Association of Parents of Disappeared Persons (APDP) condemns the brutal killing of the senior journalist Shujaat Bukhari and stands in solidarity with the bereaved family and extends deep condolences to the family. Attack on journalists is unacceptable and deeply worrying. In the past also, many journalists have been attacked and killed or maimed in Kashmir.
On the occasion of the monthly sit-in on 10th April, Association of Parents of Disappeared Persons (APDP) commemorates the struggle of Dilshada Sheikh, an active member of APDP, who passed away on 31 March, 2018.
Dilshada Sheikh who lived in Zakura, Srinagar, was the ‘half-widow’ of Bashir Ahmad Sheikh. Bashir Ahmad Sheikh was a daily wage laborer, who was subjected to enforced disappearance after being abducted by Border Security Force (BSF) of the Indian Army in Lal Chowk, Srinagar on the 16th of June, 1992.
With immense grief we regret to inform you that Dilshada Sheikh, a member of Association of Parents of Disappeared Persons (APDP), passed away Saturday morning.
Dilshada Sheikh who lived in Zakura, Srinagar, was the half-widow of Bashir Ahmad Sheikh and mother of their two sons. Bashir Ahmad Sheikh was a casual laborer who was subjected to an enforced disappearance after being picked up by Border Security Force (BSF) of the Indian Army in Lal Chowk on the 16th of June, 1992.
On the occasion of the International Women’s day, Association of Parents of Disappeared Persons (APDP) commemorates the struggles of Kashmiri women against the repression of the Indian state. Since the outbreak of counter-insurgency, the Indian state subjected thousands of Kashmiri men to enforced disappearances which left behind hundreds of widows and their children and ageing mothers.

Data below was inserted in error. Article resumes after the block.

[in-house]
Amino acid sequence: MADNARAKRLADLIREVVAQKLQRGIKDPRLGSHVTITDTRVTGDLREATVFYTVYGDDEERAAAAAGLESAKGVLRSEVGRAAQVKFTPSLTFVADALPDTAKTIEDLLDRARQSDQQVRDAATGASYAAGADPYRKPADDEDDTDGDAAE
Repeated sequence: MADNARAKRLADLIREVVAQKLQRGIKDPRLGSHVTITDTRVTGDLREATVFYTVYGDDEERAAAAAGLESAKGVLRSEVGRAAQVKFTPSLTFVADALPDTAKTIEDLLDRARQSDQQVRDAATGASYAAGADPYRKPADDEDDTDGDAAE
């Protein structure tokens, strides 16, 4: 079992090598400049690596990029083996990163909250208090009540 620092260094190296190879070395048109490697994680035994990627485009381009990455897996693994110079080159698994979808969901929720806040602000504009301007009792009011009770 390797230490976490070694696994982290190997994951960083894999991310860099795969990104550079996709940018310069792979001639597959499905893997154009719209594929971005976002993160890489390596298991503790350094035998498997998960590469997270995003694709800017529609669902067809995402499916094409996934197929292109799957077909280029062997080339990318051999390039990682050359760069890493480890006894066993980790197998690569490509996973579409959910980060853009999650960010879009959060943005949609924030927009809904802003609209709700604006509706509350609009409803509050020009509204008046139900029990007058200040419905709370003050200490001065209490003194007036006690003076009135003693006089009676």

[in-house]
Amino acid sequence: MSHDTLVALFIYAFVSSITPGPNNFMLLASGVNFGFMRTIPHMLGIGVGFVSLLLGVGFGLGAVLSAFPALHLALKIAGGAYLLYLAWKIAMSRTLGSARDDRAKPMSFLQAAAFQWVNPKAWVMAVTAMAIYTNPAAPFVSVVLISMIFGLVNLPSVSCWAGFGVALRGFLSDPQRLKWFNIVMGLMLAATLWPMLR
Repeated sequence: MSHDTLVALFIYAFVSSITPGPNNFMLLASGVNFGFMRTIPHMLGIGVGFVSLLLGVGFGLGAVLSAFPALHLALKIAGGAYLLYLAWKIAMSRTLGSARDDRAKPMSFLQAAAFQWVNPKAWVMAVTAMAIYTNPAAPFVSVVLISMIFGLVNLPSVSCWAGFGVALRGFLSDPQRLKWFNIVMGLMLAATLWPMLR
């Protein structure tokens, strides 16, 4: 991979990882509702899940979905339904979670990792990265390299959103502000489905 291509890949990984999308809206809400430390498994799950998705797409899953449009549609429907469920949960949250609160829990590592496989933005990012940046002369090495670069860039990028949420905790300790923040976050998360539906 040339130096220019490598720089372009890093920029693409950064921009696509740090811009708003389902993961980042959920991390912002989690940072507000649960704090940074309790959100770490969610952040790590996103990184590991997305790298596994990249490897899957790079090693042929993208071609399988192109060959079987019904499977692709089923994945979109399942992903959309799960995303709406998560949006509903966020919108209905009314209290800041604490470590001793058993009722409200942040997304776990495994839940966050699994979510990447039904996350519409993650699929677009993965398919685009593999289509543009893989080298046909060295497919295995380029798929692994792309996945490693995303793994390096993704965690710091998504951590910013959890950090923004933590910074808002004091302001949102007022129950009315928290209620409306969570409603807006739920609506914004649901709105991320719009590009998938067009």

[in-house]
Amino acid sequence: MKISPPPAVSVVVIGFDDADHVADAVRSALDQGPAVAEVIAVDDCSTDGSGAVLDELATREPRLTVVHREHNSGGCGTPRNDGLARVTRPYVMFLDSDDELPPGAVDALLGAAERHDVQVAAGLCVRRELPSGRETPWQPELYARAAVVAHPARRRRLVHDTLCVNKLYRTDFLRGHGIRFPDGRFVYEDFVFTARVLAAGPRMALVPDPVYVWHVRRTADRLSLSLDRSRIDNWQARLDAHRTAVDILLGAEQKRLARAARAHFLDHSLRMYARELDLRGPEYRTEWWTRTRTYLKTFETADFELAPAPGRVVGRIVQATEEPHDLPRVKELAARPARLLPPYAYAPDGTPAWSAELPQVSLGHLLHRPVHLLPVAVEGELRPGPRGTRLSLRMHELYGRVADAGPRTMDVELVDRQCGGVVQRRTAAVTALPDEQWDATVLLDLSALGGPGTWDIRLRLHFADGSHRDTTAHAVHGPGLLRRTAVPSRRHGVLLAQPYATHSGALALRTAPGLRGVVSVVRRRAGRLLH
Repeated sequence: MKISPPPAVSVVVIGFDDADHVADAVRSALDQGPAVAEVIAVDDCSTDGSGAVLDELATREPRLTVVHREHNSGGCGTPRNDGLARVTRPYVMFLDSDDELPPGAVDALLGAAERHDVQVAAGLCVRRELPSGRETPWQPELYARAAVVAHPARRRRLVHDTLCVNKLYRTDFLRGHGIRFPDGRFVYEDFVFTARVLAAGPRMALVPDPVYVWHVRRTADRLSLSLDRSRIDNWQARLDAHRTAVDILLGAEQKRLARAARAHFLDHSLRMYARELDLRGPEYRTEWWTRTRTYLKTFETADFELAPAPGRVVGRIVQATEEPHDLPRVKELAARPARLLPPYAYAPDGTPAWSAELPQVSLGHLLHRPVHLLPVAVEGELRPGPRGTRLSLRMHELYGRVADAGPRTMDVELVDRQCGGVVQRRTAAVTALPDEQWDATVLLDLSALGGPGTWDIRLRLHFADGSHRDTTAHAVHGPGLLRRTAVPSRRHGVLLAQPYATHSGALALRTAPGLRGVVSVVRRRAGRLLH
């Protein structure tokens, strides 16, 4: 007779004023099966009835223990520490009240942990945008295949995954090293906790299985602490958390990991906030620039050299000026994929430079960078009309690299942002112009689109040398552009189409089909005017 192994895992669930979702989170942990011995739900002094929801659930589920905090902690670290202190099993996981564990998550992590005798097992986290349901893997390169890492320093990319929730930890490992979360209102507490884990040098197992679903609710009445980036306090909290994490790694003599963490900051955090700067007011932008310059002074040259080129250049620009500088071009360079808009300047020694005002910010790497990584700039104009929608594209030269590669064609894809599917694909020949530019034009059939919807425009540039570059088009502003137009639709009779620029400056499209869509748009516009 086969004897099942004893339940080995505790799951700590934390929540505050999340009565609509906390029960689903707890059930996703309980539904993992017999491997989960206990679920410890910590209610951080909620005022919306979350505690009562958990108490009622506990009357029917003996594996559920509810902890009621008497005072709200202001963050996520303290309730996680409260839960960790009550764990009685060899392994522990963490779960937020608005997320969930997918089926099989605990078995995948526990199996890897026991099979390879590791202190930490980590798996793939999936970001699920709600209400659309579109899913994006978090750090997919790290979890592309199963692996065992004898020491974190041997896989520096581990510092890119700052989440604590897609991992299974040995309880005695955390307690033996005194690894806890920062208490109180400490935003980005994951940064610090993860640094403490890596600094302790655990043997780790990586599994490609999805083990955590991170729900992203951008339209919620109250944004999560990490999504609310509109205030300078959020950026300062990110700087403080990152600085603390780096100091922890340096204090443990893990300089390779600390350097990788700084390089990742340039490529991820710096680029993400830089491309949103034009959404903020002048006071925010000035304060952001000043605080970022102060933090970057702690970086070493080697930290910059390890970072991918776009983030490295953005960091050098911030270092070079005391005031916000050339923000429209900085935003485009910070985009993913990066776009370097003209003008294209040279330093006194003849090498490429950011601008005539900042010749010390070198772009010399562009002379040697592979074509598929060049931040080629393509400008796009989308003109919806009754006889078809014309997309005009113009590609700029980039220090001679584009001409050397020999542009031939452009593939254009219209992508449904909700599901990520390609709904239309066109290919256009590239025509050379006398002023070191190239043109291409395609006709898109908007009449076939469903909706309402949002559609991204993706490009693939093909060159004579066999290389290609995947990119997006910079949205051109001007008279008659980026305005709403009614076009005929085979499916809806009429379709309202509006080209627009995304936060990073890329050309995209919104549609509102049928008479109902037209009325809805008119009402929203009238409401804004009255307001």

International Human Rights Day is observed every year on the 10th of December, across the world. It marks the commemoration of the day when the United Nations General Assembly in 1948 adopted the Universal Declaration of Human Rights (UDHR). The Universal Declaration of Human Rights along with the International Covenant on Economic, Social and Cultural Rights and the International Covenant on Civil and Political Rights set out the civil, political, cultural, economic and social rights which are inalienable and unconditional. This was done in the event of decolonisation happening in the developing world for people, to assure them their right to self determination.
December 10th also coincides with the monthly sit-in, that APDP conducts on 10th of every month for remembering our disappeared, to find their whereabouts and seek justice for them and their families. APDP on this day reiterates its demand for setting up an independent judicial commission for investigating into the cases of Enforced Disappearances and of ratifying the International Convention of Protection of All Persons from Enforced Disappearances and the Convention against Torture.
In the recent past, the practice of involuntary disappearance has resurfaced in Kashmir. The latest case being one of Manzoor Ahmed Khan, resident of Devar, Lolab, Kupwara; he was, according to the family, abducted by the by the 27 –RR of Indian Army on 31 August, 2017 and has not returned home since. APDP condemns the abduction and enforced disappearance and demands that an independent investigation be held on this and Manzoor to be returned immediately to his family.